With this vast angelology there was a very real danger that the angels would come, in men's belief, to intervene between God and them. It was necessary to show that the Son was greater far than they and that he who knew the Son needed no angel to be his intermediary with God. The writer to the Hebrews does it by choosing what are for him a series of proof texts in which the Son is given a higher place than was ever given to any angel. The texts he quotes are: Psalms 2:7; 2 Samuel 7:14; Psalms 97:7 or Deuteronomy 32:43; Psalms 104:4; Psalms 45:7-8; Psalms 102:26-27; Psalms 110:1. Some of these texts differ from the versions we know because the writer to the Hebrews was quoting from the Septuagint, the Greek version of the Old Testament, which is not always the same as the original Hebrew from which our versions are translated. Some of the proof texts he chooses seem very strange. For instance, 2 Samuel 7:14 is in the original a simple reference to Solomon and has nothing to do with the Son or the Messiah. Psalms 102:26-27 is a reference to God and not to the Son. But whenever the early Christians found a text with the word son or the word Lord they considered themselves quite entitled to take it out of its context and to apply it to Jesus.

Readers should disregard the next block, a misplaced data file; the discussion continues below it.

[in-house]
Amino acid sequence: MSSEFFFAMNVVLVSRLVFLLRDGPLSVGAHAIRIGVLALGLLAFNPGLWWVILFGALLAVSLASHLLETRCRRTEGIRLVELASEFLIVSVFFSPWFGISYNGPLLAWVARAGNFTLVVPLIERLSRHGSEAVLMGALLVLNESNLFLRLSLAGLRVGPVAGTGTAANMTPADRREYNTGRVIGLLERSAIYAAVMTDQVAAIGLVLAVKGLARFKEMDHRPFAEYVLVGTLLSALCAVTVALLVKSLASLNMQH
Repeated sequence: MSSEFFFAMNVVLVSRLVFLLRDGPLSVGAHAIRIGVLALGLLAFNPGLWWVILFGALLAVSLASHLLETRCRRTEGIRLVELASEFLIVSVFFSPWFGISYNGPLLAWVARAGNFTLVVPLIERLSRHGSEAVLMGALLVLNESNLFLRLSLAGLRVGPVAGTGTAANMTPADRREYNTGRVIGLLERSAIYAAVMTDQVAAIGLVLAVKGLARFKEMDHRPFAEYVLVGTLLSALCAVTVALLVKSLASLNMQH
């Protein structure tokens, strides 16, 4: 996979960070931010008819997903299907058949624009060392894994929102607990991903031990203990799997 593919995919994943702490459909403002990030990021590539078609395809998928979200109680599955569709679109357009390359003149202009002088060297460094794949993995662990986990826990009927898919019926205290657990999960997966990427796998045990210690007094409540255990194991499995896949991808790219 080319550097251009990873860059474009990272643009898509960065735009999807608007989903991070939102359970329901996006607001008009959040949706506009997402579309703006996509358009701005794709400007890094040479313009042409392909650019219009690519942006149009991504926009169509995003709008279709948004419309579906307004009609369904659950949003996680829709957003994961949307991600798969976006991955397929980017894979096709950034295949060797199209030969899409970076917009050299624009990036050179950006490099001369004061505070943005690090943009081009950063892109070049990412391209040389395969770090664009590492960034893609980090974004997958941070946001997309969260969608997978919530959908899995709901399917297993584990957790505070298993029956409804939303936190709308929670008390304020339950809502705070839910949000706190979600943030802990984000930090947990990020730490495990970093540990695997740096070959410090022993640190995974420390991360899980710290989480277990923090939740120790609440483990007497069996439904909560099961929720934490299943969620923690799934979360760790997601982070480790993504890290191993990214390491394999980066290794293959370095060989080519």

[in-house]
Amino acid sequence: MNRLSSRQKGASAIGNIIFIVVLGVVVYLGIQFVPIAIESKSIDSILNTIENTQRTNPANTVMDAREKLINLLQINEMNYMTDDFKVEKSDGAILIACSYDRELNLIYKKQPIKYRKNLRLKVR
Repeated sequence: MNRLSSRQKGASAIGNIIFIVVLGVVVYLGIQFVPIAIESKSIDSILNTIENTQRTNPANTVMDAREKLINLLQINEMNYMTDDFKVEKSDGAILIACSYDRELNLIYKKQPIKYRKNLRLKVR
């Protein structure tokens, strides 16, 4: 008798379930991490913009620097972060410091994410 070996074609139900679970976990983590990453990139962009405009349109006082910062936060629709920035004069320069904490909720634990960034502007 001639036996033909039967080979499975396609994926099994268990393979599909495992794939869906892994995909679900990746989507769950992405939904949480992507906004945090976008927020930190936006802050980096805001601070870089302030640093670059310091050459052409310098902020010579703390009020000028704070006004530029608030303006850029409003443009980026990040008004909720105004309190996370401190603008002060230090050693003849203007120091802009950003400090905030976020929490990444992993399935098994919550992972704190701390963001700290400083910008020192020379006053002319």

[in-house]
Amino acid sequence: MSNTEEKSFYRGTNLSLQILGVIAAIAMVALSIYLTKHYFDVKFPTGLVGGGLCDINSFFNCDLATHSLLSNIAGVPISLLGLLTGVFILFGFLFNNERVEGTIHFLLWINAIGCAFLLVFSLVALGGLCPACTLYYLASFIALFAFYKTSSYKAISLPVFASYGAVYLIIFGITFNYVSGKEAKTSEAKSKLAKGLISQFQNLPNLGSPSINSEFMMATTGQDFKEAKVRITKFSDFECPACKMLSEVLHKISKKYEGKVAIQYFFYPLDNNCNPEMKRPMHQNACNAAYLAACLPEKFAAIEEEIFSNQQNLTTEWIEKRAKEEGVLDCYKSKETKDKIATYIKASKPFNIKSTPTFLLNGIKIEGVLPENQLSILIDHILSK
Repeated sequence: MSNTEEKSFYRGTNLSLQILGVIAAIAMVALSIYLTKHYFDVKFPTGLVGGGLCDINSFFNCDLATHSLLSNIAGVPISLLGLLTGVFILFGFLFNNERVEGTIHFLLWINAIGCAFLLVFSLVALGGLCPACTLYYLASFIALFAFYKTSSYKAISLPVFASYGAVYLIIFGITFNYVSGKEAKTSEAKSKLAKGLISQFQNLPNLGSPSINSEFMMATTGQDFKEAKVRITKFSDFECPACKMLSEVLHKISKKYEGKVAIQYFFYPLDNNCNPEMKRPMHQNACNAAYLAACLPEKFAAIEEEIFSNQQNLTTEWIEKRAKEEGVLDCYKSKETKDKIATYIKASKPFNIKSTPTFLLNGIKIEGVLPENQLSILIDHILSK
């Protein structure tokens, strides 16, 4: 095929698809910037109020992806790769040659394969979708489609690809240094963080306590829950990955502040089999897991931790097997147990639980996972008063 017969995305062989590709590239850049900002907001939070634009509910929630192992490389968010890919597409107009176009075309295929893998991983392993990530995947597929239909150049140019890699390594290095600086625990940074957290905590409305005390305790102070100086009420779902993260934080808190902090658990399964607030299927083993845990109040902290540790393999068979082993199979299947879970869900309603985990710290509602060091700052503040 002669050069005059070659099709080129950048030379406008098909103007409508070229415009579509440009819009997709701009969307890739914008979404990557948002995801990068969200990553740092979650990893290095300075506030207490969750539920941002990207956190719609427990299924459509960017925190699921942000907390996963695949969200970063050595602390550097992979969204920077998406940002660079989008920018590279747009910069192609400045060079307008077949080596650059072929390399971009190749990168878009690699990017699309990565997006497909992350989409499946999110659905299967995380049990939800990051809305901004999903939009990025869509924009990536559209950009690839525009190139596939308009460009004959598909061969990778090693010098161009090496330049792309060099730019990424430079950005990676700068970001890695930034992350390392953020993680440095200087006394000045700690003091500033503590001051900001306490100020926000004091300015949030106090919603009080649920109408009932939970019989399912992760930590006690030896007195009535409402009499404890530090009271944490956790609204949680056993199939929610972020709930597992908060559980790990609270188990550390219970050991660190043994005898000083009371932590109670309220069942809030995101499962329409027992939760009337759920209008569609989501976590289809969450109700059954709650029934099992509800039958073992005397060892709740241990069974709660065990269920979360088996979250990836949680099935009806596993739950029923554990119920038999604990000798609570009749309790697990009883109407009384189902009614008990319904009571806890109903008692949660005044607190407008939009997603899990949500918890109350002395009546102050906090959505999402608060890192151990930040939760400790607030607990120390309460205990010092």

There was one danger which the writer to the Hebrews wished at all costs to avoid. The doctrine of angels is a lovely thing; but it has one danger. It introduces a series of beings other than Jesus through whom man makes approach to God. In Christianity there is no need for anyone else in between. Because of Jesus and what he did we have direct access to God. As Tennyson had it:

"Speak to him thou for he hears, and Spirit with

spirit can meet--

Closer is he than breathing, and nearer than

hands and feet."

The writer to the Hebrews lays down the great truth that we need no man or supernatural being to bring us into the presence of God. Jesus Christ has broken every barrier down and opened a direct way for us to God.

-Barclay's Daily Study Bible (NT)

 


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Text Courtesy of BibleSupport.com. Used by Permission.

Bibliography Information
Barclay, William. "Commentary on Hebrews 1:4". "William Barclay's Daily Study Bible". http://www.studylight.org/commentaries/dsb/hebrews-1.html. 1956-1959.


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Tuesday, July 25th, 2017
the Week of Proper 11 / Ordinary 16